Page last updated at 18:09 GMT, Tuesday, 12 May 2009 19:09 UK

WWII row dogs Pope in Jerusalem


Pope Benedict XVI held Mass in Israel's Josaphat Valley, beneath the Mount of Olives

A row has flared over Pope Benedict XVI's membership as a teenager of the Hitler Youth, as he paid an historic visit to Jerusalem's holy sites.

A Vatican spokesman said the pontiff had "never, never, never" belonged - contradicting the Pope's own admission.

The comments came as he visited the Dome of the Rock - the first pontiff to do so - and then the Western Wall, one of Judaism's holiest places.

Pope Benedict then said Mass for thousands in the Josaphat valley.

It is the second day of his five-day visit to Israel and the Palestinian territories.

Vatican spokesman Rev Federico Lombardi said: "The Pope was never in the Hitler Youth, never, never, never."

Katya Adler
Katya Adler, BBC News, Jerusalem

The Mass in the picturesque and historically charged Josaphat Valley is not well attended.

The 5,000 tickets for the Mass were sold out. Olive trees were temporarily removed to make room for the anticipated crowds of enthusiastic pilgrims. Yet few have actually turned up.

The adoration that followed Pope Benedict's predecessor during his visit to the Holy Land nine years ago seem to be conspicuously absent.

The Middle East is also a sadder and darker place.

John Paul came here in March of the millennium year - before the 11 September attacks, before the US-led invasion of Iraq, before the second Palestinian uprising and Israel's tougher controls on Palestinians.

Ahead of Pope Benedict's visit few Christians said they believed he could or would improve their lives much. Their absence here today, if for that reason, speaks volumes.

But his remark appeared to contradict the Pope's own words in his 1997 memoirs, Salt of the Earth.

"As a seminarian, I was registered in the HY [Hitler Youth]," he said then. "As soon as I was out of the seminary, I never went back."

The Rev Lombardi sought to make a distinction between the anti-aircraft auxiliary corps the Pope was enrolled in towards the end of the war and the Hitler Youth, which he described as a "corps of volunteers, fanatically, ideologically for the Nazis".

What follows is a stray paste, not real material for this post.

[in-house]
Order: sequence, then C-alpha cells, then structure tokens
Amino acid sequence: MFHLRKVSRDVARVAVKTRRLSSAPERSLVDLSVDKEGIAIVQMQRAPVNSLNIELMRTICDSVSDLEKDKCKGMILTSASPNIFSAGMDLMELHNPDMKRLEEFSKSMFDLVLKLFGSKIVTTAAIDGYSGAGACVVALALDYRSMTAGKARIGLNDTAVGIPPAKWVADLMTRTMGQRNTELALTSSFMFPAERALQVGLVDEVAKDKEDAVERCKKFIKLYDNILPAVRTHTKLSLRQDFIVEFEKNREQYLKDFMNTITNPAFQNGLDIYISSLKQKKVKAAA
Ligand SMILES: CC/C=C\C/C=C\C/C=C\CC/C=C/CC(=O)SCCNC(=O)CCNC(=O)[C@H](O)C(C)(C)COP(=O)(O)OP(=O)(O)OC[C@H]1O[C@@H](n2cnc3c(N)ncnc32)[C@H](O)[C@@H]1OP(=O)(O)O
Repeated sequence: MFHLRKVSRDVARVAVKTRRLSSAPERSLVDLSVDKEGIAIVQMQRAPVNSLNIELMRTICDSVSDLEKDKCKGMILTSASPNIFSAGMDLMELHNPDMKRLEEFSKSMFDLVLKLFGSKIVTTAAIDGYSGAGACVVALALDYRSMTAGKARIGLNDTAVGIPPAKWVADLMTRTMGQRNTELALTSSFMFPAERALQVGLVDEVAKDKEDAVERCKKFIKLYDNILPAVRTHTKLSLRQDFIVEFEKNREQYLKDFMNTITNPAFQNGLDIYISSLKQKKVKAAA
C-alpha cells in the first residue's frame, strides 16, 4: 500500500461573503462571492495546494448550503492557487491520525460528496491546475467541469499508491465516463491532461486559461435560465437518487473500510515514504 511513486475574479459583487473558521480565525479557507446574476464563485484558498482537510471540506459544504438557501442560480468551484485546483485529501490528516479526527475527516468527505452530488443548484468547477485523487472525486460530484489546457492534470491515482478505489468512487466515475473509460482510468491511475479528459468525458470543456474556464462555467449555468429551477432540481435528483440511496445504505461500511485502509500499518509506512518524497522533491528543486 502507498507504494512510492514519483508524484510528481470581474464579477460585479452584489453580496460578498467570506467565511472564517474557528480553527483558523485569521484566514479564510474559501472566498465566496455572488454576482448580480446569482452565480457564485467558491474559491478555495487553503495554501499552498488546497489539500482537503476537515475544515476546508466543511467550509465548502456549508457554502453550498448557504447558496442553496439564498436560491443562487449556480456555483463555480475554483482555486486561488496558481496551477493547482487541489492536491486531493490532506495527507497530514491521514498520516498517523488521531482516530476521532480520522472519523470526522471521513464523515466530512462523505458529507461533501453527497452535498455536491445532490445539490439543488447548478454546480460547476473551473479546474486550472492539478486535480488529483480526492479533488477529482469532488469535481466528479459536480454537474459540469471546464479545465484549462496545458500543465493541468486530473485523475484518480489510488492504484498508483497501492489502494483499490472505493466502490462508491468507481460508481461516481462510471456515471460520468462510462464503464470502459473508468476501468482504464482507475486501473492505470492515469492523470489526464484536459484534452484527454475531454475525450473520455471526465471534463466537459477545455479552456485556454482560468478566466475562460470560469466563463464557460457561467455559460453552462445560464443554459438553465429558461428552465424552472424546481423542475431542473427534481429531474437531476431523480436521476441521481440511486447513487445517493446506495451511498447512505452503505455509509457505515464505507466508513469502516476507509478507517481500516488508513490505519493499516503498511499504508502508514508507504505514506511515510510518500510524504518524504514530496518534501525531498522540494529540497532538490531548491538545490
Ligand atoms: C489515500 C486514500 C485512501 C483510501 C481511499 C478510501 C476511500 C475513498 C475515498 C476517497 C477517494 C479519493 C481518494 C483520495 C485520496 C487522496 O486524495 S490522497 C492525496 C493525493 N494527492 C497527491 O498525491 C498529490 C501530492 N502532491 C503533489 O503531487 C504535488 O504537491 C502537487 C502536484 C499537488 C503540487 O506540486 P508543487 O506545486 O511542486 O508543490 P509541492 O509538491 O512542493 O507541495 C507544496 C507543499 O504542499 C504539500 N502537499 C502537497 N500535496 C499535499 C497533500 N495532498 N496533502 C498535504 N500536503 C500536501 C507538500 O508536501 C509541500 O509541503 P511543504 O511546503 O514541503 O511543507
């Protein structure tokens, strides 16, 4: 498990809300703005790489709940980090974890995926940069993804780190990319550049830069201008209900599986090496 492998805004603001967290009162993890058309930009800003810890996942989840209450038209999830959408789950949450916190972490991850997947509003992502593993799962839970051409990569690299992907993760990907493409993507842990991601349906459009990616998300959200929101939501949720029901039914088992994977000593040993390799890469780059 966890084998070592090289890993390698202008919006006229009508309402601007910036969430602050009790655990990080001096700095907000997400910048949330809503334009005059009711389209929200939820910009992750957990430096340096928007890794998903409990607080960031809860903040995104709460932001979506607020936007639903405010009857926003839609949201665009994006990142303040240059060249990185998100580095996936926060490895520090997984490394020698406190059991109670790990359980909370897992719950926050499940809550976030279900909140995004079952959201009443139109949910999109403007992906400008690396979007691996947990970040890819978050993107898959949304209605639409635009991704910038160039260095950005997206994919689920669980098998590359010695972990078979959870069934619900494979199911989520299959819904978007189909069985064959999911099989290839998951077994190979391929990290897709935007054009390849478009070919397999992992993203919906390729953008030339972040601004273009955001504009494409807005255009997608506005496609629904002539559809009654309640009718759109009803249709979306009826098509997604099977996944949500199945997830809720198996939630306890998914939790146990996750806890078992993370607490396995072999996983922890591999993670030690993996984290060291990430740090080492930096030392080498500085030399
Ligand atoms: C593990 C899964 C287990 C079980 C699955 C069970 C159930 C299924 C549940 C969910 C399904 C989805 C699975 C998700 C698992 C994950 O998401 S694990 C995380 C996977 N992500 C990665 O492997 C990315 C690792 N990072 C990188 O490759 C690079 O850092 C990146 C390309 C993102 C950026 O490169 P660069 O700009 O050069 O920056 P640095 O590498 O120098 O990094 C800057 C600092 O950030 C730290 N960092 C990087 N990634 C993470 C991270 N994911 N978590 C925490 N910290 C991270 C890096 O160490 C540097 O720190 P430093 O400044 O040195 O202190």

For a controversy which had been puttering to an end, the Vatican appears to have fanned it energetically back into life, says the BBC's Tim Franks in Jerusalem.

There has already been criticism from Israeli politicians and commentators, who said that in his speech on Monday the Pope failed to express enough remorse for the Holocaust.

'Lasting reconciliation'

The row came as Pope Benedict visited sites in Jerusalem holy to Muslims, Jews and Christians.

He went first to the Dome of the Rock, located on the Temple Mount - a site sacred to all three monotheistic religions, and met the Grand Mufti of Jerusalem, Mohammed Mohammad Hussein.

Monday Arrives in Israel, meets President Shimon Peres
Tuesday Visits the Dome of the Rock and the Western Wall. Celebrates Holy Mass in Josaphat Valley
Wednesday Visits Bethlehem, visits refugees, meets Mahmoud Abbas
Thursday Mass in Nazareth, talks with Benjamin Netanyahu, meets Franciscans
Friday Meets Orthodox Christian leaders, departs

Then the Pope followed Jewish tradition at the Western Wall, inserting a written prayer in the cracks between the 2,000-year-old stones.

He emphasised the ties that bind Christianity with Islam, and with Judaism.

"Today I have the opportunity to repeat that the Catholic Church is irrevocably committed to...a genuine and lasting reconciliation between Christians and Jews," he said.

Later at a Mass in the Josaphat Valley, he said it was a "tragic reality" that many Christians had left the region.

"In the Holy Land there is room for everyone," he said, prompting applause from the congregation.

Israel has beefed up security for the trip in an operation named "White Robe", with tens of thousands of law-enforcement officers deployed and entire sections of Jerusalem shut down.

The pontiff will later visit the site reputed to be where Jesus took his Last Supper before his crucifixion and resurrection.

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